Python Application Notes: packages, modules and classes

For better structuring a Python project, I decide to learn of packages, modules and classes. This article also shows how to import all modules and classes in a directory.

1. Packages, modules and classes

A package includes a collection of modules (a module is simply a Python source file *.py) that can expose classes, functions and global variables.

1.1 Packages

To create a package, put __init__.py (can just be an empty file) into a subdirectory (say lib/) to make Python treat lib as a package. For instance, a collection of frequently used modules are grouped into a package lib, as listed below in a hierarchical tree structure.

$ tree -P '*.py' .
.
├── main.py
├── lib
│   ├── __init__.py             # treat this directory as a package
│   ├── analyzegraph.py         # a Python module
│   ├── autovivification.py
│   ├── connectioneventsgenerator.py
│   ├── debugtraces.py
│   ├── distancepoints.py
│   ├── dominatingsets.py
│   ├── messageeventsgenerator.py
│   ├── output.py
│   ├── plotgraph.py
│   ├── processdatasets.py
│   ├── readgtfs.py
│   ├── routetable.py
│   └── typeconverter.py

from package import item, the item can be either a submodule/subpackage of the package, or some other name defined in the package, like a function, class or variable. import item.subitem.subsubitem, each item except for the last must be a package; the last item can be a module or a package but can’t be a class or function or variable defined in the previous item.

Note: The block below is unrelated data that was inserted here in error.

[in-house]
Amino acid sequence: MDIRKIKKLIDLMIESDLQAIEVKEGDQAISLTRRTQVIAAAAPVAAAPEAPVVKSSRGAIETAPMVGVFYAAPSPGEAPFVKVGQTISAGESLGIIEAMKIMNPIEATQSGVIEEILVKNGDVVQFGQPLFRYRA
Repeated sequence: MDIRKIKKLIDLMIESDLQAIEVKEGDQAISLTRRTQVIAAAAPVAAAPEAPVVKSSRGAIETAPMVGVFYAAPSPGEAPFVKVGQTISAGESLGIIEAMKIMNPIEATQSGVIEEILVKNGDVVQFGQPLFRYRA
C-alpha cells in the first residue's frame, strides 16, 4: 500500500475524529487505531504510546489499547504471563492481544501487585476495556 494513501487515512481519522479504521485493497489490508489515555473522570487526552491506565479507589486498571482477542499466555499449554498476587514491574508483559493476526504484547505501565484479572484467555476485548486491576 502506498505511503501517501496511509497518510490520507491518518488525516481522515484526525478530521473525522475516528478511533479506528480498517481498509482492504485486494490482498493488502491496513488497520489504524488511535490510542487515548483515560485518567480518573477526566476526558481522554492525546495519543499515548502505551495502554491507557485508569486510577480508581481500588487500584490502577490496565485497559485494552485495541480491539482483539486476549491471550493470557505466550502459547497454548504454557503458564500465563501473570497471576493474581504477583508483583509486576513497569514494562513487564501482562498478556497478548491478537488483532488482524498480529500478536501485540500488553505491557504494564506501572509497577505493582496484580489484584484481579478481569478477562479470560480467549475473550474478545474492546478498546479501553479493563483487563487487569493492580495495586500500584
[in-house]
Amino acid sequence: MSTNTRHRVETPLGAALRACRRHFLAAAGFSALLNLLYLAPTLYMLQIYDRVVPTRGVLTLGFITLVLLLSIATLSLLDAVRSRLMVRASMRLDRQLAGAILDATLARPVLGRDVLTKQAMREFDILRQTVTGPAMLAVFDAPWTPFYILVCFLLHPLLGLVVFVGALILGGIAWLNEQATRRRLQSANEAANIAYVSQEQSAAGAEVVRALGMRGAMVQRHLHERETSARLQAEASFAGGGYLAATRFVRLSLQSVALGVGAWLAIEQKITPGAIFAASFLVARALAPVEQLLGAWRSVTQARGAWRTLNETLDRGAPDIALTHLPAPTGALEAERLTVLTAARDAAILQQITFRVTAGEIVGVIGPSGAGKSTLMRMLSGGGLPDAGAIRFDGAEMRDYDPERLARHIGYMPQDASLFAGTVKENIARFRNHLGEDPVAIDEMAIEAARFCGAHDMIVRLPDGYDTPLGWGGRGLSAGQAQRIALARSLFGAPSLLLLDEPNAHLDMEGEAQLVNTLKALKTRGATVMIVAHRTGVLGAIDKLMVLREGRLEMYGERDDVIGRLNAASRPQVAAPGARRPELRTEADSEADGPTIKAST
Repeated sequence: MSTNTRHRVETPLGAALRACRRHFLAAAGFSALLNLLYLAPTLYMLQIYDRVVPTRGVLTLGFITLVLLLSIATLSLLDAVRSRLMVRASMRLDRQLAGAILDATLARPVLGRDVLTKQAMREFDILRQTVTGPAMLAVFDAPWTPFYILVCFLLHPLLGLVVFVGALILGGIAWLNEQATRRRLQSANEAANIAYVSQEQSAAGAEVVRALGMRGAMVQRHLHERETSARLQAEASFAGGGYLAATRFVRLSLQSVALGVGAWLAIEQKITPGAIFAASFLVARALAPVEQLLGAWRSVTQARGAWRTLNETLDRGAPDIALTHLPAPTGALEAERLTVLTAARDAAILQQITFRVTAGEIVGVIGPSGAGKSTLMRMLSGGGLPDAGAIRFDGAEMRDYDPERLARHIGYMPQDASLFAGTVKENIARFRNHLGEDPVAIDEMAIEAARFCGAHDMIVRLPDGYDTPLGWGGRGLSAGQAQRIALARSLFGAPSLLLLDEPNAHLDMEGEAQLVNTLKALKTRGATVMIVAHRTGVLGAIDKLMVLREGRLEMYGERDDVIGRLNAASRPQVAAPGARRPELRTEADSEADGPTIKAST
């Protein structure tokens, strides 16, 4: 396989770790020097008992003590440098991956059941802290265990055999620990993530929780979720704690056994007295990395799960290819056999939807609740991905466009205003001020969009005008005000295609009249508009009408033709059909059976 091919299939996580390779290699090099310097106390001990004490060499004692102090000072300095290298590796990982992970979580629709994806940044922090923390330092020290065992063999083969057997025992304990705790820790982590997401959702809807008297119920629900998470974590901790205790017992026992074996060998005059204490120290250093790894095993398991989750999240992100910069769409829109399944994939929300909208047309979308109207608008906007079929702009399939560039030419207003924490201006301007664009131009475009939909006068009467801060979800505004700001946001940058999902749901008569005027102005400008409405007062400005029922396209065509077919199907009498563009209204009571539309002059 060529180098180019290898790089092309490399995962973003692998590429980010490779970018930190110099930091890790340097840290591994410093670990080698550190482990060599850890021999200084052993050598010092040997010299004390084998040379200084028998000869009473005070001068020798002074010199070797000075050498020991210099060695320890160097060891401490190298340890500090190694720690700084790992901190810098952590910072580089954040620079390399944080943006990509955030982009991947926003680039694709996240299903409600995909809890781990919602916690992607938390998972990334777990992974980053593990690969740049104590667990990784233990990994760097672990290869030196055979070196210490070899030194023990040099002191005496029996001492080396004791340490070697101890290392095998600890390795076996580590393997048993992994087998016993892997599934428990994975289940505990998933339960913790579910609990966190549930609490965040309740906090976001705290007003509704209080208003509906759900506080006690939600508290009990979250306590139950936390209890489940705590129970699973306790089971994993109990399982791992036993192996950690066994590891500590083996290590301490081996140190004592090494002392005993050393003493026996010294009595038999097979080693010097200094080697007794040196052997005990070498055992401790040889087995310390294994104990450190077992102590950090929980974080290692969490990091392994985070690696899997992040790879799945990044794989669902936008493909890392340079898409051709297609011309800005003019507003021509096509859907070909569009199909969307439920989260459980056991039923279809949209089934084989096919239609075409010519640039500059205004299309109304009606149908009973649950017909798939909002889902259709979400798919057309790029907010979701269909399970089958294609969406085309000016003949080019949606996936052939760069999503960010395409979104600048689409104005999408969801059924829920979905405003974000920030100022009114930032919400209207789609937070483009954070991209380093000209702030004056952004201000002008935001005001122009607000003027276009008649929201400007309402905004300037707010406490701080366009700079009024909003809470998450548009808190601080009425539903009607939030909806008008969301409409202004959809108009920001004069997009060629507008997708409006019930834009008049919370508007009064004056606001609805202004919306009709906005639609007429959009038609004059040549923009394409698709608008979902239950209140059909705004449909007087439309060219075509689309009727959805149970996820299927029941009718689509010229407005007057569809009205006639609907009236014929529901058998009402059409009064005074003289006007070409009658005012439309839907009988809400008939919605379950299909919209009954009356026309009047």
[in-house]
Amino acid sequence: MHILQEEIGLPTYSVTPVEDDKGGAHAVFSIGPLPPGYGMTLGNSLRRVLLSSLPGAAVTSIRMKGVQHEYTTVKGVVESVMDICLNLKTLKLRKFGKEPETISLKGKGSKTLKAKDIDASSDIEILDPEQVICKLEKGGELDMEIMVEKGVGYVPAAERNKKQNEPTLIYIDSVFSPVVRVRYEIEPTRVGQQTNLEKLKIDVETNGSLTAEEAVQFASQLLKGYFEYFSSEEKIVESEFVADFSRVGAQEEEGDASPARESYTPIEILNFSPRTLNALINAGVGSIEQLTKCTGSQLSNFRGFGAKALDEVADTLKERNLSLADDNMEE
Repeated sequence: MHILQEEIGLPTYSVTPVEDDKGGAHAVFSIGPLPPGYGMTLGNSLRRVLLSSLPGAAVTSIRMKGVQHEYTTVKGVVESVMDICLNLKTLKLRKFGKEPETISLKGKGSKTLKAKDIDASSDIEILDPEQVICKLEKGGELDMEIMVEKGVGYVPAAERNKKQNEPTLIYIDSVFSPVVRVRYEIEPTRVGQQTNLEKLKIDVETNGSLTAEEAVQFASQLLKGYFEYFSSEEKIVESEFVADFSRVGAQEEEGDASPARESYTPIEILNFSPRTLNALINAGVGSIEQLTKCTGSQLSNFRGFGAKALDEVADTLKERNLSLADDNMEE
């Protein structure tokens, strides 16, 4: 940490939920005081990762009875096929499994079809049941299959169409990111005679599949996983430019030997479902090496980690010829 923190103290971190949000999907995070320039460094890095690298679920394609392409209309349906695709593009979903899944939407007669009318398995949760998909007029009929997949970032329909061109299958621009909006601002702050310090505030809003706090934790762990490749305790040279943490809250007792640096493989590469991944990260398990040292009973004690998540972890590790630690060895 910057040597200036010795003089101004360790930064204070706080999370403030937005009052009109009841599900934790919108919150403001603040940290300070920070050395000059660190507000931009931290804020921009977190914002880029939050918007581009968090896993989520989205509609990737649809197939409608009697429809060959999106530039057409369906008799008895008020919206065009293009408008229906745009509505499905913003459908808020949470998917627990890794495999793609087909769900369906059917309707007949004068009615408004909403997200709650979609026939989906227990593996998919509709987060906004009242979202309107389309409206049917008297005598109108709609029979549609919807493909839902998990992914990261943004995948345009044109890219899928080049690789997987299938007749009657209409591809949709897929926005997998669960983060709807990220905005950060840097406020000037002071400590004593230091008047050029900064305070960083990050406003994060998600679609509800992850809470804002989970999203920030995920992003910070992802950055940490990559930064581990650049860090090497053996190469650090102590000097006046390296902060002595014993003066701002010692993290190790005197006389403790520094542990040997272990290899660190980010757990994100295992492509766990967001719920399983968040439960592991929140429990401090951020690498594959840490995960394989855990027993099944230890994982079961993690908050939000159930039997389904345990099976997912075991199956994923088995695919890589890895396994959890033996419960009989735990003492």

from item.subitem import subsubitem

# is equivalent to 
import item.subitem.subsubitem
subsubitem = item.subitem.subsubitem

1.2 Modules

A module is simply a Python source file modulename.py containing Python definitions and statements.

The built-in function dir([object]) returns a sorted list of

  • dir() names that the module defines, but does not list the names of built-in functions and variables.
  • dir(a module object) names of the module’s attributes
  • dir(a class object) names of the class’ attributes and recursively of the attributes of its bases.
  • dir(otherwise) names of the object’s attributes, its class’s attributes, and recursively the attributes of its class’s base classes.
>>> from lib import *

>>> dir()
['__builtins__', '__doc__', '__name__', '__package__', 'analyzegraph', 'autovivification', 'connectioneventsgenerator', 'debugtraces', 'distancepoints', 'dominatingsets', 'messageeventsgenerator', 'output', 'plotgraph', 'processdatasets', 'readgtfs', 'routetable', 'typeconverter']

# a module object
>>> dir(dominatingsets)
['DominatingSets', 'LABEL_CANDICATE_SETS', 'LABEL_CDS', 'LABEL_NAME', 'LABEL_NOT_CDS', 'OrderedDict', '__builtins__', '__doc__', '__file__', '__name__', '__package__', 'copy', 'nx', 'nxaa', 'plt']

# a class object
>>> dir(dominatingsets.DominatingSets)
['__doc__', '__module__', 'get_connected_dominating_sets_greedily',  'get_dominating_sets']

The contents of dominatingsets.py:

#!/usr/bin/env python
# -*- coding: utf-8 -*-

import matplotlib.pyplot as plt
import networkx as nx